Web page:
NewsMon Sep 24, 2007 - 12:15 pm EST
Nova Scotia Scratches Out “Father” On Birth Certificates for “Father/Other Parent”
By Peter J. Smith
HALIFAX, September 24, 2007 (LifeSiteNews.com) - Nova Scotia’s Progressive Conservative government rapidly approved new regulations, effective immediately, allowing birth certificates to register a lesbian "spouse" of a birth mother as the "other parent." The decision was made in cabinet only four days after the couple launched a human rights complaint.
Halifax scrambled to make adjustments to the Vital Statistics Act after a "married" lesbian couple, Emily and Jamie O’Neill, filed a Human Rights complaint demanding the province recognize them equally as parents to Emily’s newborn daughter, Jordyn, who was conceived through artificial insemination and born August 7. Since the old regulations listed a newborn baby’s "father" and "mother," Jamie would have needed to adopt Jordyn in order to acquire the same legal rights as Emily.
"In light of court decisions there would be no point in delaying anything," said Service Nova Scotia Minister Jamie Muir according to the Canadian Press. "The courts decided it was right to do and under the Charter of Rights and Freedoms this is the right thing to do and the province wants to do the right thing."
Previously homosexual human rights complaints in British Columbia, New Brunswick, Ontario forced the provinces to change vital statistics regulations, while Manitoba and Quebec voluntarily changed the process of birth registration.
Muir said the government altered its regulations after a Thursday cabinet meeting.
"We were trying to find the most effective and efficient way to do this and we found out last week that we are able to do this through regulation, so regulation was the process that we chose."
The sweeping changes affecting all Nova Scotia society will benefit approximately four homosexual couples at this time according to Muir. Effective immediately, newborn children no longer have merely a "father," but a "father/other parent" listed on their birth certificates.
Halifax’s innovative solution, however, to the latest hurdle in refashioning family structure without a basis in nature, still allows newborns the stability of keeping a "mother" on their birth certificate. This last concession from the government may not endure long if male-homosexual couples decide to file their own human rights complaint demanding the Charter of Rights and Freedoms redress the notion that a child naturally has the right to a "mother."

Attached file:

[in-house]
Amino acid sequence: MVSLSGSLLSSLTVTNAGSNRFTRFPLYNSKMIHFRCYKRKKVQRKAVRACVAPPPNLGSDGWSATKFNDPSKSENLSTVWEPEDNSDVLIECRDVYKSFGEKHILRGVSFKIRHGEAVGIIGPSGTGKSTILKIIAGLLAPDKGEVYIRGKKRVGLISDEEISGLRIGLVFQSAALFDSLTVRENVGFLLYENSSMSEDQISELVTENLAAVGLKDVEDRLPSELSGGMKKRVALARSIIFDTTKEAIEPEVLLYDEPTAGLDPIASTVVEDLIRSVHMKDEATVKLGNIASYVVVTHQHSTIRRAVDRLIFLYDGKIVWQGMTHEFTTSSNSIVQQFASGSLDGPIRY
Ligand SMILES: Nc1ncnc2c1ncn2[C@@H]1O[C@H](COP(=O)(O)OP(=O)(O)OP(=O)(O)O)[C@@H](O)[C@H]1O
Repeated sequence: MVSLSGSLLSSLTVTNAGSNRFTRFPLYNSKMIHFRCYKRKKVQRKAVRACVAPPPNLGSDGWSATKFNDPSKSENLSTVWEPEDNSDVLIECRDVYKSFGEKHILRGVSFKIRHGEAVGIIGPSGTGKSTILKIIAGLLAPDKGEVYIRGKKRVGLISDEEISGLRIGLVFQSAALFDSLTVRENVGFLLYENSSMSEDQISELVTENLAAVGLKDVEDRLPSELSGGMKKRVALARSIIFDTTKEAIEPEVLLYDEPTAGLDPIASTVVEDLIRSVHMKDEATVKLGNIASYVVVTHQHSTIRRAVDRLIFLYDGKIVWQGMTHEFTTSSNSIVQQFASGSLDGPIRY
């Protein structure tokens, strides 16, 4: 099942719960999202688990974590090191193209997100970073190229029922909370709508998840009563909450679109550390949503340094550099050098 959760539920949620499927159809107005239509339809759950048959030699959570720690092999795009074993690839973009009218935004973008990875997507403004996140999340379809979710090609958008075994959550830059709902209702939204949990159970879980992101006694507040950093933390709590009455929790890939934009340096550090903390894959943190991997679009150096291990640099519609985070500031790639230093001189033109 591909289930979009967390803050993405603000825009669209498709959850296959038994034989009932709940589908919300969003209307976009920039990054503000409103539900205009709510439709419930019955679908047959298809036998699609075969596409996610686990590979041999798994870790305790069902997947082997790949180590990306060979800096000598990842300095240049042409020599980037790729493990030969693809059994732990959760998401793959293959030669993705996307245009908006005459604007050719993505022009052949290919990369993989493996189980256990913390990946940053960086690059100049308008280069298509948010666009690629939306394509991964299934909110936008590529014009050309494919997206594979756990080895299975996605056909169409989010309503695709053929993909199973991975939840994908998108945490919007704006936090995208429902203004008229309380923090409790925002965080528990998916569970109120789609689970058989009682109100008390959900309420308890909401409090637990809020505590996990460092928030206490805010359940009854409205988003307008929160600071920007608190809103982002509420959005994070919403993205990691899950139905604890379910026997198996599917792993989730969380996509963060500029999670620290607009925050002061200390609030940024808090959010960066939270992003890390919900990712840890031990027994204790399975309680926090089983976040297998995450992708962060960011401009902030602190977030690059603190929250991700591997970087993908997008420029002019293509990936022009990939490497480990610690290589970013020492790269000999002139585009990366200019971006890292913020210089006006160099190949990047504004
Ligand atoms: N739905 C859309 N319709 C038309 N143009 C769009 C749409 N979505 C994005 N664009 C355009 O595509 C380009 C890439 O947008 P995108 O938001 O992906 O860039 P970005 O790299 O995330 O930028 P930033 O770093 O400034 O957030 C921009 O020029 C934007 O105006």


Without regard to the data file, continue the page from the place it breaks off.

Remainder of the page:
As well, the solution does not address the possible situation of a sperm donor father or surrogate mother also claiming parenthood such as occurred in the recent three parent case which resulted in a child being legally assigned 3 parents. With the growing likelihood of polygamy legalization and eventual recognition of polyamorous relationships, additional, new and interesting challenges to Canada’s very flexible legal definition of family are likely.
Thanks to the provincial government’s quick action, the O’Neills save the time and stress of a $3,000 adoption process, the government avoids a losing battle with the Human Rights Commission, and homosexual couples in Nova Scotia and throughout Canada can rest secure knowing that what Nature proposes, a human rights complaint disposes.
In the meantime, how the increasing numbers of children raised in these relationships are affected does not appear to be considered as important a factor as the rights of newly defined "parents".
See related LifeSiteNews.com articles:
“Gay” Subculture Left Woman Scarred from Childhood in Homosexual Home
Same-Sex Parenting is Harmful to Children Says REAL Women of Canada
Experts Worldwide Find Gay Adoption Harmful for Children
Moving Letter from Child of Ex-Lesbian: "Why this sperm bank child opposes same sex marriage"
"Conclusive" Report by American Academy of Pediatrics on Homosexual Adoption Shown to be Full of Holes
Ontario Court Rules Five-Year Old Has Three Legal Parents – Father, Mother, Lesbian Partner
The Broken Windows Theory of Marriage